Matthew Rampley

Hans Belting (1935-2023): An Overview of his Work

Matthew Rampley

Hans Belting (1935-2023): An Overview of his Work

Tuesday 10 January 2023 saw the passing of the German scholar Hans Belting (1935-2023), one of the most important art historians of his generation. This had a particular significance in Brno, since the Department of Art History was one of three institutions to benefit from the donation of his personal library (the other two were the Freie Universität in Berlin and the Danube University in Krems).

Hans Belting sent his collection on the art of the medieval and Byzantine world to Brno.Foto: Martin Kopáček

Belting was a well-recognised figure, internationally, when, in 1983, he published a short study, The End of the History of Art?, that established his name outside of the world of medieval scholarship.[1] It was soon translated into a number of languages, first English (1987) and then, amongst others, Italian (1990), Japanese (1991), Czech (2000), Bulgarian (2001), Mandarin Chinese (2004), French (2008) and Portuguese (2012). It made him internationally famous. His basic thesis was that modernism marked such a caesura in art that it was not possible to construct a single, continuous, narrative of progressive western art history. Until then, the history of art was commonly written about as if it followed a unified linear path of development. Single-volume surveys of art spoke of ‘the’ history of art in the singular. Belting, however, suggested that this was a questionable undertaking. Variations of this stance had already been rehearsed by others, such as George Kubler, whom Belting cited. But Belting’s book achieved the greater impact since it was fortunate enough to have been published at a critical moment when many of the basic presuppositions of the discipline were starting to be interrogated more widely.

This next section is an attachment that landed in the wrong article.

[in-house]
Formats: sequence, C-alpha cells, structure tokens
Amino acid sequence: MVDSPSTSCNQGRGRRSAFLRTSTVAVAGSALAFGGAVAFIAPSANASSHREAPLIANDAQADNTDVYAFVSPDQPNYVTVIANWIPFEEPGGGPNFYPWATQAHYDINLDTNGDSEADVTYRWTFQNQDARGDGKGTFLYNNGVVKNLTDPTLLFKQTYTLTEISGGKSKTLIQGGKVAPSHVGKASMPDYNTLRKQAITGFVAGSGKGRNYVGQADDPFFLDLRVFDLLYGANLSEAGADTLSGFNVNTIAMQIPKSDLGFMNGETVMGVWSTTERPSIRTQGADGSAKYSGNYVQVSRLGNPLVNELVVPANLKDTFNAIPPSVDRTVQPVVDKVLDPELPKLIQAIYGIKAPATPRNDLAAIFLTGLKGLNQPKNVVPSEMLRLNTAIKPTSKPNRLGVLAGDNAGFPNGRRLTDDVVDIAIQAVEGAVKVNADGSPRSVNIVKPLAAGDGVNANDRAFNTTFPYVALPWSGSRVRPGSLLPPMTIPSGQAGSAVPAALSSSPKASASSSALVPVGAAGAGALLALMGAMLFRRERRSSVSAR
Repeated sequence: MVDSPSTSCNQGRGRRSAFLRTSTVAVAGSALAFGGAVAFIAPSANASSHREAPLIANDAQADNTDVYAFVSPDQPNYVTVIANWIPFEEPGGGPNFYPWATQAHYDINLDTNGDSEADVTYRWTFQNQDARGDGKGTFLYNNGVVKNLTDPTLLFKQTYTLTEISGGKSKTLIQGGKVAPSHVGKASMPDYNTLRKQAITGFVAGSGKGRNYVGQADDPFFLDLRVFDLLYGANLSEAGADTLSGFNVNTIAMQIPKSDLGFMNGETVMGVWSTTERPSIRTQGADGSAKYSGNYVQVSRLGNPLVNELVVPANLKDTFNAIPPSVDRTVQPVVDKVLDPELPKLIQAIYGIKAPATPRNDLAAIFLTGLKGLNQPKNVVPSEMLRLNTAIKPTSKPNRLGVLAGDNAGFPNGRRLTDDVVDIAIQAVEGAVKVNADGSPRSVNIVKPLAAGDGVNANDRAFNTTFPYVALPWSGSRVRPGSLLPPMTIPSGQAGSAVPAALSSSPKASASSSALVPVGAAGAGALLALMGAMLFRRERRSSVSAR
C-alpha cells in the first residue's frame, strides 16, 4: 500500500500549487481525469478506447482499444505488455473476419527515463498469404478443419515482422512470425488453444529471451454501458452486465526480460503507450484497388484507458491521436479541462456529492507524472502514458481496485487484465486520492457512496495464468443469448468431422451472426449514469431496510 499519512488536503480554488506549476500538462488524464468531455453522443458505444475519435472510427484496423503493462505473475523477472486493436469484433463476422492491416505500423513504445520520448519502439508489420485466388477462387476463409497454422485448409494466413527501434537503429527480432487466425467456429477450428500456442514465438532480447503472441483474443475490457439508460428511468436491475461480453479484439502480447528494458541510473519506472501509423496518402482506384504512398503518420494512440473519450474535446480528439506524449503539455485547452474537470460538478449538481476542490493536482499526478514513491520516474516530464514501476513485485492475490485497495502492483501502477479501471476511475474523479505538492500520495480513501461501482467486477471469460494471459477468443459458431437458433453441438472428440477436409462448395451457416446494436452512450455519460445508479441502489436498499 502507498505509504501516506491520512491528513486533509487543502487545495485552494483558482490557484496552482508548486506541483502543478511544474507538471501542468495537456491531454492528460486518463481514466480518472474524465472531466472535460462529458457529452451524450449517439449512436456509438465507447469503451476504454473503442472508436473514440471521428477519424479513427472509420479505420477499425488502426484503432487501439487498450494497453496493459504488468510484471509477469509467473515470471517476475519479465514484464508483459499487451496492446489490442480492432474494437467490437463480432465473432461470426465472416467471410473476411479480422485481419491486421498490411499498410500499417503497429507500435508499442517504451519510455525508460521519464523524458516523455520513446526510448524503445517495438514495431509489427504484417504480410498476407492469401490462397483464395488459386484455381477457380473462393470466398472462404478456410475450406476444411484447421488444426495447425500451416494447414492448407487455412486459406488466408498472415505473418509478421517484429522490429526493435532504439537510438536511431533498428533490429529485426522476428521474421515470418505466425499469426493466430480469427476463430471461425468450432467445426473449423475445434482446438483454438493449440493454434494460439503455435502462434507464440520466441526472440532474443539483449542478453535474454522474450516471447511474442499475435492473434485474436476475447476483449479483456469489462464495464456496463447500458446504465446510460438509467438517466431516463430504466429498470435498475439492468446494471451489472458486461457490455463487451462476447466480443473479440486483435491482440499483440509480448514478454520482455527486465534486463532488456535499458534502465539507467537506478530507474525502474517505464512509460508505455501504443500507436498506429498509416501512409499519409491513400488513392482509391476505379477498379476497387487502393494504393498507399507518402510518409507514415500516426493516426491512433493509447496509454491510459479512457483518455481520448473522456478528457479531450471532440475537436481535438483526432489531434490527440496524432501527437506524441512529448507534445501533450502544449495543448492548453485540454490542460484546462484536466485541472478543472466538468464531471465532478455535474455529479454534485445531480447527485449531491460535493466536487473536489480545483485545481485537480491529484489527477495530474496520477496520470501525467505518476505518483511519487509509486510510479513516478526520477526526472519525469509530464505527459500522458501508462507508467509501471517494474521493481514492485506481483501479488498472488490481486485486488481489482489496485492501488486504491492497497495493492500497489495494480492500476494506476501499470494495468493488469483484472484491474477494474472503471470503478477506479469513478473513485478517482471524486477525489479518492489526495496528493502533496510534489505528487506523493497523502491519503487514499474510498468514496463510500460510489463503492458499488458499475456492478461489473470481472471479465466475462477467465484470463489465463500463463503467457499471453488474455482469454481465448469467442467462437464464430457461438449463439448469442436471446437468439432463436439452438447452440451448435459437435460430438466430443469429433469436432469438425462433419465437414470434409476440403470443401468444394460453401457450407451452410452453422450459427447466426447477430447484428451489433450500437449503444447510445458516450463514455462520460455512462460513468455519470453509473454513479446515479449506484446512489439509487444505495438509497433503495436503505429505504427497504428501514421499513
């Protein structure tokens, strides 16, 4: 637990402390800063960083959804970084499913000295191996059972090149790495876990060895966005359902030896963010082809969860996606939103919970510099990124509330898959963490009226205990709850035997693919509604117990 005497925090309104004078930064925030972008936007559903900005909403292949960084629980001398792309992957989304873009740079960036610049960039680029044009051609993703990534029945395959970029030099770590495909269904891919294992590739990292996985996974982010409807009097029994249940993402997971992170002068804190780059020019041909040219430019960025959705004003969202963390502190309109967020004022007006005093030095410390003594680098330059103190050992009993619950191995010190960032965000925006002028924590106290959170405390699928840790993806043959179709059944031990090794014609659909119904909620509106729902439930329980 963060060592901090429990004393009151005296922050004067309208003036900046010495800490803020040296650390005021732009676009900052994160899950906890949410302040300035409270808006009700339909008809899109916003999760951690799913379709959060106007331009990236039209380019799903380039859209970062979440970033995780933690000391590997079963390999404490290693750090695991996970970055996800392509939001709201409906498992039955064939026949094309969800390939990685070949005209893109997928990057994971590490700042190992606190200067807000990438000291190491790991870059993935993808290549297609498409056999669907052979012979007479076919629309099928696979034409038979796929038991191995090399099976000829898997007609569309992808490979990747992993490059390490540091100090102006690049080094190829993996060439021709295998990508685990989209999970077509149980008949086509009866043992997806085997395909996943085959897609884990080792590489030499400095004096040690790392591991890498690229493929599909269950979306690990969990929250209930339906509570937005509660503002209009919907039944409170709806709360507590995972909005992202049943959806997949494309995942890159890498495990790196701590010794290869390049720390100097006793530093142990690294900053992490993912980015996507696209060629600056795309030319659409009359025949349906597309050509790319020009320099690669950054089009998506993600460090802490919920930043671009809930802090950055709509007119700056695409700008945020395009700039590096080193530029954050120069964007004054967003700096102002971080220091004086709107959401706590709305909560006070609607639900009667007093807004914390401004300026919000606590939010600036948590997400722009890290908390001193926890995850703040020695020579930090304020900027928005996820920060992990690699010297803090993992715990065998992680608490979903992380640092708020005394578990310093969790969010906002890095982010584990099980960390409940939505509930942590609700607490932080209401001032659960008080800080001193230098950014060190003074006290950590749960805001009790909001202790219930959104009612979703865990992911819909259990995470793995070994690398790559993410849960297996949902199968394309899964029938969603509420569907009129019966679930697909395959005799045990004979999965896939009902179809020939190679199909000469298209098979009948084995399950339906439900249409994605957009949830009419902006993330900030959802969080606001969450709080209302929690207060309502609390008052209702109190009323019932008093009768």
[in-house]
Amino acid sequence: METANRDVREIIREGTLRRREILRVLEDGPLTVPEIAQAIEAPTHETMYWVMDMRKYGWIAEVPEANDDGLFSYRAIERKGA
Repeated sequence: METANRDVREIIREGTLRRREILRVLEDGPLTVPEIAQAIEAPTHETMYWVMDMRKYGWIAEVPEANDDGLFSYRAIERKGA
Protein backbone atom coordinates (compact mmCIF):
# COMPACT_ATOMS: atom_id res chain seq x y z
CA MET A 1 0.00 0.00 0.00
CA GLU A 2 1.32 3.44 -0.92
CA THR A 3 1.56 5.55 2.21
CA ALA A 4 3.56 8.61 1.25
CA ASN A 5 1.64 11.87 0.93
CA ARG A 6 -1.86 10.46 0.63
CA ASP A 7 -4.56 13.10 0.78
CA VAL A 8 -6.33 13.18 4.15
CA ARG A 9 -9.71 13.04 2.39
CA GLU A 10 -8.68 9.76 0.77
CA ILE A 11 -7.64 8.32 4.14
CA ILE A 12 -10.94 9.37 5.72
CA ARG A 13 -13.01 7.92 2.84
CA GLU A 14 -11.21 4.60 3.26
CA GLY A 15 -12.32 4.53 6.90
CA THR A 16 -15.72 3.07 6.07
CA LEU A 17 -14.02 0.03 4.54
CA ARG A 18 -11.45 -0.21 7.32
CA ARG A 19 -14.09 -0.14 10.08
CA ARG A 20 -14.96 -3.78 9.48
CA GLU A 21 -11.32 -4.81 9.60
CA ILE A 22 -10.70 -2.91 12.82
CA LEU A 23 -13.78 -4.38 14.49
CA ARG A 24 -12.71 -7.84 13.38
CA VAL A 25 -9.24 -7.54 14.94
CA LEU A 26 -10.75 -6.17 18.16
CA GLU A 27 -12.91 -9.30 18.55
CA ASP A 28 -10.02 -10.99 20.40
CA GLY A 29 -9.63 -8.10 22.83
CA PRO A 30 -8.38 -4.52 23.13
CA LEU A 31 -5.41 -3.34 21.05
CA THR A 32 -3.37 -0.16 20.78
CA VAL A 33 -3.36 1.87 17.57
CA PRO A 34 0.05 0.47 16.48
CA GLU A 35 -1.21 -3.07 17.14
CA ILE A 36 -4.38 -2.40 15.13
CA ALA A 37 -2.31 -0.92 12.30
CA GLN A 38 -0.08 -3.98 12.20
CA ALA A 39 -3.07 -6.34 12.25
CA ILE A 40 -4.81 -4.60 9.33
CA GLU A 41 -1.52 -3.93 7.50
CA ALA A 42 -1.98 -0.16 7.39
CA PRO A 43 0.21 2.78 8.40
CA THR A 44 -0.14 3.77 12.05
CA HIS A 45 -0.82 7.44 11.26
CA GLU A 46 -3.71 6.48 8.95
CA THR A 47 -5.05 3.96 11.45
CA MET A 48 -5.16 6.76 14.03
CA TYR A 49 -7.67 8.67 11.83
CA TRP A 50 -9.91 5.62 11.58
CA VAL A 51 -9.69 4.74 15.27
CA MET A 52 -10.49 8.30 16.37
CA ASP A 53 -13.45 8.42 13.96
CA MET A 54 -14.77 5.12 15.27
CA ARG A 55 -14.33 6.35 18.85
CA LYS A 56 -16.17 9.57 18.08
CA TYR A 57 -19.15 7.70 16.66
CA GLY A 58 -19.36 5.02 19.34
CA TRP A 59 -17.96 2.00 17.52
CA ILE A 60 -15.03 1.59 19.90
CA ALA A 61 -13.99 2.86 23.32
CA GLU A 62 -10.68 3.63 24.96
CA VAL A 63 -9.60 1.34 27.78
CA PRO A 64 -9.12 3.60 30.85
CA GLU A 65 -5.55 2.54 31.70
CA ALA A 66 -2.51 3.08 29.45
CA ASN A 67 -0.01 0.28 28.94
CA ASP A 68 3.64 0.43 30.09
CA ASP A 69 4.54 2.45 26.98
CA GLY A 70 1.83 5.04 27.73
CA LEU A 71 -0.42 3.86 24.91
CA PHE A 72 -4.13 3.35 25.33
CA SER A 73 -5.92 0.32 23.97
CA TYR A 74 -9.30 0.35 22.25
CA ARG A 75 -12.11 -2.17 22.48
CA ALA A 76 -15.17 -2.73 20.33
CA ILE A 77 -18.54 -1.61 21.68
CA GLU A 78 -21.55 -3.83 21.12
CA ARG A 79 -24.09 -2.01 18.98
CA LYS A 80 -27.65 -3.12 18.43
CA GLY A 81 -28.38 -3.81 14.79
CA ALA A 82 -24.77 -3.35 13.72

The discipline of art history was often spoken of as being in crisis in the 1980s, and Belting’s short study contributed to the larger process of critical introspection among art historians that was underway and has continued to the present. His book coincided with another important historical moment, too, when theories of post-modernism came to be popularized in art theory and history. The idea was that not merely modernism, but art itself, had come to an end. One of the best-known exponents was the American art critic and philosopher Arthur Danto. In arguing this, Danto was not suggesting that art was no longer being produced, but merely that its momentum was no longer internally generated. Initially he proposed that this was because the course of art was dictated by the overheated art market of the 1980s, that art had become a creature of commerce.[2]